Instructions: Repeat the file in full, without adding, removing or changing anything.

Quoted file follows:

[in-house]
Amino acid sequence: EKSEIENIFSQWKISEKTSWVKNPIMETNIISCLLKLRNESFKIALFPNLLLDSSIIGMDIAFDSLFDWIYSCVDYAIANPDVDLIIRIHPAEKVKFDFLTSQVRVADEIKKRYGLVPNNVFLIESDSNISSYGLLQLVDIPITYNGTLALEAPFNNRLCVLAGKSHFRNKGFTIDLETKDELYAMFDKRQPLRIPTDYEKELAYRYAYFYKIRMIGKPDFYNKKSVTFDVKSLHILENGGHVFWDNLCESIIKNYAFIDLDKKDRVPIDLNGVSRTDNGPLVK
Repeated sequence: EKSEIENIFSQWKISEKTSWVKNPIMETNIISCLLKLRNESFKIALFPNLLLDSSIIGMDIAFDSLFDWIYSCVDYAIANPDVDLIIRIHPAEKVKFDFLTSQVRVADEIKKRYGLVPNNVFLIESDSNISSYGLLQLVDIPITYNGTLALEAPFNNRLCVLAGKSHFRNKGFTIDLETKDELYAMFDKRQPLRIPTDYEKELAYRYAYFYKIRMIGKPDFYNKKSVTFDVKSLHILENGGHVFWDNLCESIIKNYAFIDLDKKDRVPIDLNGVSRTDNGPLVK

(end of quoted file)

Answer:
[in-house]
Amino acid sequence: EKSEIENIFSQWKISEKTSWVKNPIMETNIISCLLKLRNESFKIALFPNLLLDSSIIGMDIAFDSLFDWIYSCVDYAIANPDVDLIIRIHPAEKVKFDFLTSQVRVADEIKKRYGLVPNNVFLIESDSNISSYGLLQLVDIPITYNGTLALEAPFNNRLCVLAGKSHFRNKGFTIDLETKDELYAMFDKRQPLRIPTDYEKELAYRYAYFYKIRMIGKPDFYNKKSVTFDVKSLHILENGGHVFWDNLCESIIKNYAFIDLDKKDRVPIDLNGVSRTDNGPLVK
Repeated sequence: EKSEIENIFSQWKISEKTSWVKNPIMETNIISCLLKLRNESFKIALFPNLLLDSSIIGMDIAFDSLFDWIYSCVDYAIANPDVDLIIRIHPAEKVKFDFLTSQVRVADEIKKRYGLVPNNVFLIESDSNISSYGLLQLVDIPITYNGTLALEAPFNNRLCVLAGKSHFRNKGFTIDLETKDELYAMFDKRQPLRIPTDYEKELAYRYAYFYKIRMIGKPDFYNKKSVTFDVKSLHILENGGHVFWDNLCESIIKNYAFIDLDKKDRVPIDLNGVSRTDNGPLVK